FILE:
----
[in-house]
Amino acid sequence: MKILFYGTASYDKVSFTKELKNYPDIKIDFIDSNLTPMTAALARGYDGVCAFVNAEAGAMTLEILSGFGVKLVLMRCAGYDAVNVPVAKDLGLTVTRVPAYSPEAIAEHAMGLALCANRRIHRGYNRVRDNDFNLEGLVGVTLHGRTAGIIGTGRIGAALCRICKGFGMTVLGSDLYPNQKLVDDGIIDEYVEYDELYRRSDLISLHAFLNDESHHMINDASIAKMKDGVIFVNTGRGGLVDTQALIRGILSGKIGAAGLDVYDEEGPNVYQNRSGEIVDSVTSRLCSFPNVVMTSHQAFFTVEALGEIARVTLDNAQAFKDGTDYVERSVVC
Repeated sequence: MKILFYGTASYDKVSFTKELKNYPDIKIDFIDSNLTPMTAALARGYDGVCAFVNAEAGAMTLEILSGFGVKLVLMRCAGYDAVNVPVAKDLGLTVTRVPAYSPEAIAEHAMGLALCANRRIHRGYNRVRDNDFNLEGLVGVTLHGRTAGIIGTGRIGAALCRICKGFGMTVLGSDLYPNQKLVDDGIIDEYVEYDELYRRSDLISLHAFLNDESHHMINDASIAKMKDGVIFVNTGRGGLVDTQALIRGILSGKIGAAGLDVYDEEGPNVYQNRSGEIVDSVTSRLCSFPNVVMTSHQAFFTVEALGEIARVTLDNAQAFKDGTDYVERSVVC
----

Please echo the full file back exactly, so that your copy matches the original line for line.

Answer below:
[in-house]
Amino acid sequence: MKILFYGTASYDKVSFTKELKNYPDIKIDFIDSNLTPMTAALARGYDGVCAFVNAEAGAMTLEILSGFGVKLVLMRCAGYDAVNVPVAKDLGLTVTRVPAYSPEAIAEHAMGLALCANRRIHRGYNRVRDNDFNLEGLVGVTLHGRTAGIIGTGRIGAALCRICKGFGMTVLGSDLYPNQKLVDDGIIDEYVEYDELYRRSDLISLHAFLNDESHHMINDASIAKMKDGVIFVNTGRGGLVDTQALIRGILSGKIGAAGLDVYDEEGPNVYQNRSGEIVDSVTSRLCSFPNVVMTSHQAFFTVEALGEIARVTLDNAQAFKDGTDYVERSVVC
Repeated sequence: MKILFYGTASYDKVSFTKELKNYPDIKIDFIDSNLTPMTAALARGYDGVCAFVNAEAGAMTLEILSGFGVKLVLMRCAGYDAVNVPVAKDLGLTVTRVPAYSPEAIAEHAMGLALCANRRIHRGYNRVRDNDFNLEGLVGVTLHGRTAGIIGTGRIGAALCRICKGFGMTVLGSDLYPNQKLVDDGIIDEYVEYDELYRRSDLISLHAFLNDESHHMINDASIAKMKDGVIFVNTGRGGLVDTQALIRGILSGKIGAAGLDVYDEEGPNVYQNRSGEIVDSVTSRLCSFPNVVMTSHQAFFTVEALGEIARVTLDNAQAFKDGTDYVERSVVC